Caring for your Woolbabe

4th Jun 2021

Caring for your Woolbabe

Our unique natural fibre blend is what makes Woolbabe so soft, comfortable & breathable. The strength and durability of organic cotton, blended with the amazing moisture absorption & temperature regulating properties of fine & soft Merino is what makes Woolbabe so loved by parents and babies.

Caring for your Woolbabe is easy, as it can be machine washed on a gentle wool cycle with a liquid wool wash. What’s great about a Woolbabe is that it can go a long time between washes. By simply airing the bag over the cot daily and only washing when soiled, you can help your Woolbabe last longer. Merino is a bit of a wonder fibre. It repels dirt and can remain odour-free much longer than other fibres due to the way the fibres absorb and release moisture.


How to wash your Woolbabe


Woolbabe sleeping bags & sleepwear are easy to care for.

  • Gentle machine or hand wash in cold or 30 degrees with liquid wool wash
  • Please always use a quality liquid wool wash, never use laundry powder as it degrades the special fabric
  • Dry immediately - do not leave wet in your machine
  • Carefully line dry or hang on a clothes horse. 
  • Low tumble dry for a short time -  ensure it is on the LOW TEMP
  • Please do not rub, soak or bleach your woolbabe, this can damage the fabric and cause holes!

What is a 'gentle wash'?

If you wash your woolbabe in the washing machine, please pay special attention to both the temperature and the spin cycle. A gentle wash cycle will have a delicate slow spin cycle. We recommend choosing a spin of 500-600rpm. Choose the absolute maximum of 800rpm.

PLEASE NOTE - Your duvet woolbabe sleeping bag cannot be washed on a medium or fast spin cycle as it will destroy the merino wool filling. This means do not use spin cycle of 1000-1400rpm under any circumstances.


How to protect your Woolbabe merino from moths

There’s nothing worse than getting your warm winter woollies out of storage and finding moth holes throughout your fabric! Taking care of your merino items is easy and there are a few simple steps you can do to keep moths and other insects, such as silverfish away.

  • Wrap your merino items in a cotton bag. Although moths and other insects can eat through cotton, this is much less likely to occur, as they prefer to go straight to merino and other wool, so wrapping in cotton provides an extra layer of protection. Woolbabe items come in a cotton bag, so keep this and use it to store your merino once you’ve finished using it.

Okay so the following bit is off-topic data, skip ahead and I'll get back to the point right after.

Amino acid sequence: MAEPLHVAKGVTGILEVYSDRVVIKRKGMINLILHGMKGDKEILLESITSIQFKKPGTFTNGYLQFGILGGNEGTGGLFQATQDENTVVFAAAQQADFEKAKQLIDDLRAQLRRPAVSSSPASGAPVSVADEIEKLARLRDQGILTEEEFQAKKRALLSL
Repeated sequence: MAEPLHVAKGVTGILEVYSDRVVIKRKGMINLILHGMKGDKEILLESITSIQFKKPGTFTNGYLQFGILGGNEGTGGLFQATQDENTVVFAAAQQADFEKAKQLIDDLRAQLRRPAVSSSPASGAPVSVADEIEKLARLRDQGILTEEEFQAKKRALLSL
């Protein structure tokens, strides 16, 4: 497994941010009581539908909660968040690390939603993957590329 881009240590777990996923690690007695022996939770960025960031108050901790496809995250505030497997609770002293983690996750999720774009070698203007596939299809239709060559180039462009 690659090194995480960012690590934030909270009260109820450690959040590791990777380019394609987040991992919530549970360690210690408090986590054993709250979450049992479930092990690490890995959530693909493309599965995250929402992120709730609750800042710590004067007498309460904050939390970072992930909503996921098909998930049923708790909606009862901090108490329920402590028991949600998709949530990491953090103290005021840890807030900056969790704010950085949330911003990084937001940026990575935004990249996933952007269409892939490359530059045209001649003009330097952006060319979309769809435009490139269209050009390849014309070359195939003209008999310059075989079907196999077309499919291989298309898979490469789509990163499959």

• Use lavender or cedar wood in your storage area. Lavender and Cedar Wood is noxious to moths and silverfish, so it will keep insects at bay. These are also natural which makes it ideal for use in a home with young children. We don’t recommend moth balls (some of which are now banned in NZ) or other chemical based products which can be harmful to little ones. You can easily find lavender or cedar wood online or you can make your own at home - this could be a great little craft project with little ones!
  • Regularly vacuum wardrobes and behind furniture. This will prevent a build of dust and dirt which moths and insects love to hide in and suck up any larvae they have laid.
  • Keep wardrobe doors and drawers closed. It sounds simple, but by keeping wardrobes doors and drawers shut, you can make it harder for moths to fly in and lay their eggs to begin with.

How to store your Woolbabe

If you’ve purchased or were lucky enough to be given a Duvet Weight Woolbabe, chances are you’ll need to store it for part of the year as it will likely be too warm for the summer months. And you may also be storing other merino items at different times of the year.

  • Always wash your Woolbabe before storing. This will remove any surface dirt and stains and help to prevent odours building up, whilst in storage.
  • Fold your Woolbabe, to protect its shape and place your Woolbabe in it’s original cotton bag. Covering your wool items in cotton, when storing, can help to prevent moths. Although they can eat through cotton, the extra layer can be enough to prevent moths from getting into wool in the first place. Cotton bags are also breathable, so won’t build up moisture like vacuum packing in a plastic storage bag can.
  • Storing your woollen items with lavender or cedar wood adds another layer of protection as these natural items are toxic to moths and silverfish, which are most often responsible for the small holes we can find in wool items.